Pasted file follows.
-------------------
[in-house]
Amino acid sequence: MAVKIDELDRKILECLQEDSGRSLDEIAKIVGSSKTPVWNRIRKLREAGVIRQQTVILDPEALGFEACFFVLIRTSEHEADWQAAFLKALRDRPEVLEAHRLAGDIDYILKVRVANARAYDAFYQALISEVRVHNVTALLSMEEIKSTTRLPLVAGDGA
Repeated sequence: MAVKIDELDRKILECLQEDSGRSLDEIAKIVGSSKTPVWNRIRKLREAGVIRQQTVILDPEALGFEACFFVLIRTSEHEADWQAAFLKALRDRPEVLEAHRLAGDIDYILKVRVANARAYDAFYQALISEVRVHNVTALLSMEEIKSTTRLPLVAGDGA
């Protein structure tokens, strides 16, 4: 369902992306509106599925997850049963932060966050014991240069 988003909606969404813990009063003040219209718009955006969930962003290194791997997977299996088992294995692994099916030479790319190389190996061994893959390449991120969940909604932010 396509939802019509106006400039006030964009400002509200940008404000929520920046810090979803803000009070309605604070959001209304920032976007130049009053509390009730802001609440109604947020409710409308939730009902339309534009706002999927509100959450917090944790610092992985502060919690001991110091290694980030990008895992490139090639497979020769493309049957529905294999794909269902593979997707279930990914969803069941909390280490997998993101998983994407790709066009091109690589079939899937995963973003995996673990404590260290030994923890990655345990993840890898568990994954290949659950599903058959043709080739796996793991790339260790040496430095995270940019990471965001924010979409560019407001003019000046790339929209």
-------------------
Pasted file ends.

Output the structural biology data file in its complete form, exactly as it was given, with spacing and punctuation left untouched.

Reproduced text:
[in-house]
Amino acid sequence: MAVKIDELDRKILECLQEDSGRSLDEIAKIVGSSKTPVWNRIRKLREAGVIRQQTVILDPEALGFEACFFVLIRTSEHEADWQAAFLKALRDRPEVLEAHRLAGDIDYILKVRVANARAYDAFYQALISEVRVHNVTALLSMEEIKSTTRLPLVAGDGA
Repeated sequence: MAVKIDELDRKILECLQEDSGRSLDEIAKIVGSSKTPVWNRIRKLREAGVIRQQTVILDPEALGFEACFFVLIRTSEHEADWQAAFLKALRDRPEVLEAHRLAGDIDYILKVRVANARAYDAFYQALISEVRVHNVTALLSMEEIKSTTRLPLVAGDGA
């Protein structure tokens, strides 16, 4: 369902992306509106599925997850049963932060966050014991240069 988003909606969404813990009063003040219209718009955006969930962003290194791997997977299996088992294995692994099916030479790319190389190996061994893959390449991120969940909604932010 396509939802019509106006400039006030964009400002509200940008404000929520920046810090979803803000009070309605604070959001209304920032976007130049009053509390009730802001609440109604947020409710409308939730009902339309534009706002999927509100959450917090944790610092992985502060919690001991110091290694980030990008895992490139090639497979020769493309049957529905294999794909269902593979997707279930990914969803069941909390280490997998993101998983994407790709066009091109690589079939899937995963973003995996673990404590260290030994923890990655345990993840890898568990994954290949659950599903058959043709080739796996793991790339260790040496430095995270940019990471965001924010979409560019407001003019000046790339929209």